Did I just witness a human trafficker? Here’s what happened:
I was thrift-shopping for infant clothing this morning for a friend with a growing family. At first distracted by my task, I was soon aware of a conversation between two people in the same area. A young woman was shopping down a row of children’s clothing, and an older man (in his 40’s), standing in the next aisle, was leaning over that rack of clothing, talking to her as she shopped. It is not my habit to eavesdrop, but the conversation became more and more alarming, in terms of the private information shared.
He asked/She answered – Clearly, by their conversation, they were strangers before this encounter. I missed the conversation’s beginning, but he asked her more and more personal questions as it continued. She answered them all. She was shopping for her preschooler son and couldn’t afford to shop for new clothes. She returned often to that theme of not making a lot of money (in response to his different question/comments about “times [being] hard”). He told her he was only in town for a few weeks and didn’t know much about the area. Answering her question, he said he was a photographer – supplying magazines and books mostly.
He said something about how she could get work as a model and asked her age. She said she was 21, almost 22 (she was a petite young woman, fair-complexioned, with black hair pulled back in a ponytail – she could be a lot younger by her appearance). He asked her about her work, and she said she waitressed at a bar in a nearby town. Then she continued to answer his questions as to what days and hours she worked and when she got off.
After so many years living overseas, cross-culturally, I am shocked at how Americans are willing to answer questions and how self-revealing people are willing to be.
He stepped away for a minute, and I regret not saying something to her then. She continued to look through the children’s clothing. When he returned, she said she only found one item and began walking to check-out. He walked with her. They went through check-out together, and lingered outside the front of the store talking.
As I write I’m thinking how weird it sounds (even to me), but I really had a sick feeling that something was very wrong. It seemed important to find out if they left together, although she would have a vehicle there. She gave him so much information, he would be able to find her at her work. Although she gave him all this personal information (more than I’ve shared here), she was an adult so hopefully if he pushed for more than information, she would have been able to take care of herself. Hopefully. By the time I got the courage to at least see how she left the parking lot, she was gone, and I didn’t see him anywhere either.
I prayed for her all the way home and still am praying, feeling a little nauseated at what I witnessed. The tone of that conversation was way more than pickup lines at a bar somewhere. It could have been an over-friendly conversation between an interested man and a young woman glad to talk to anyone who showed care. It seemed more than that…dark somehow. The questions he asked had too much intentionality and the information he shared about himself made him appear non-threatening and possibly intriguing. At least to a beautiful young woman with limited resources. For the first time in my life, I wondered if I had just watched an attempt to lure a victim into trafficking.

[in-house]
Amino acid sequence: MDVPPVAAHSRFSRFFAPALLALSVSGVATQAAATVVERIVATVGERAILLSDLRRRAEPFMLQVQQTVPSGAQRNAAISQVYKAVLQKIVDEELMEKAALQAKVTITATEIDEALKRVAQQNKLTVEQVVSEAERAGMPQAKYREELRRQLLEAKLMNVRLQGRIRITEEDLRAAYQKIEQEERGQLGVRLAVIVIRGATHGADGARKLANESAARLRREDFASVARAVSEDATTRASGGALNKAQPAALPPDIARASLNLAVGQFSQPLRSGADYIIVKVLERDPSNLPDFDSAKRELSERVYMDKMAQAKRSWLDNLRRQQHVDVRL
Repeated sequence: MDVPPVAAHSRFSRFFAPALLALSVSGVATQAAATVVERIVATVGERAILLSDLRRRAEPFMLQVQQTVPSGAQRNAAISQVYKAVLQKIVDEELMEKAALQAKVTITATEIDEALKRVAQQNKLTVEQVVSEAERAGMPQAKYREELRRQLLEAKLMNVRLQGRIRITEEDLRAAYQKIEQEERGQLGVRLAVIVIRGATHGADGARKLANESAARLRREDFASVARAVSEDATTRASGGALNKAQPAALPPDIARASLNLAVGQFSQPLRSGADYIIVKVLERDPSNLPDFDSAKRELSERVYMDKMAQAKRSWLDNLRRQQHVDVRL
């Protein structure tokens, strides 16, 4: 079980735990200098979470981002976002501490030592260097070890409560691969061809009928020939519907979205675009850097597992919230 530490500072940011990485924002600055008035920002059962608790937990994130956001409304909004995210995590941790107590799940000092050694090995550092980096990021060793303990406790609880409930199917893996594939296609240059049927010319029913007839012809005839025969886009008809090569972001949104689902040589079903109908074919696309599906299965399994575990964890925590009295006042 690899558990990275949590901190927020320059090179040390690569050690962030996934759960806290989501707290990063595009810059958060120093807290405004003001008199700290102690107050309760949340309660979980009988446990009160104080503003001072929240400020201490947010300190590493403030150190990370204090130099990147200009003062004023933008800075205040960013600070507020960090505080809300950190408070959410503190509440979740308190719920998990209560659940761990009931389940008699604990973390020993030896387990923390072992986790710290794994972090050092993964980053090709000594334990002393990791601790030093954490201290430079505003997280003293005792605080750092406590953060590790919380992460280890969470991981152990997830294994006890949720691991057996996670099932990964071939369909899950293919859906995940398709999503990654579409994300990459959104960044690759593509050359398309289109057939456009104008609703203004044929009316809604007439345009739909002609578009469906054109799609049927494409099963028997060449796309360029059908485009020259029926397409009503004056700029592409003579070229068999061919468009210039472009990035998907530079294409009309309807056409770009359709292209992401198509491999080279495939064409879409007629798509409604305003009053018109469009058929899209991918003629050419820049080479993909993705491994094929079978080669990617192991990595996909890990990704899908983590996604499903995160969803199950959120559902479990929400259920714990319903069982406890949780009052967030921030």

I didn’t do much, but for those few minutes, I made as much of an annoyance of myself as possible to the man, and pointed out clothing options to the girl (their conversation was loud enough for anyone around to hear). I was hoping to divert him away, but I didn’t. You may think me overly dramatic, but then I will ask you:
1) Did you know that human trafficking in the US is third only to guns and drugs in its financial profitability?
2) Do you live in a city that’s a hub for human trafficking? I do. [Department Of Justice (2007) identified the top twenty human trafficking jurisdictions in the country:” Houston • El Paso • Los Angeles • Atlanta • Chicago • Charlotte • Miami • Las Vegas • New York • Long Island • New Orleans • Washington, D.C. • Philadelphia • Phoenix • Richmond • San Diego• San Francisco • St Louis • Seattle • Tampa].
3) Do you think this is too big a problem to tackle? Or too small a problem? Check links below of agencies and non-profits who have made huge strides in dealing with this issue in the US.
4) Do you know there is a Human Trafficking Hotline for reporting suspicious activity? I called it today – 1-888-373-7888. The counselor was very helpful and didn’t think I was overly dramatic at all. Put the number in your phone directory in case you may need it some day.
5) Did you know that there are several professional and age-appropriate trafficking awareness programs (video, online, and speaker options) to help prepare young people for the dangers of trafficking? [See links below.]
5) Do you believe there are situations where your very presence could diffuse a dangerous situation for someone else? I’m sure you do. I do, too. Today, I did something. Only God knows if something more should/could have been done. Now I pray for that lovely young woman, and for that man lingering around her.
*Name withheld – rescued and restored young woman who endured being held and trafficked.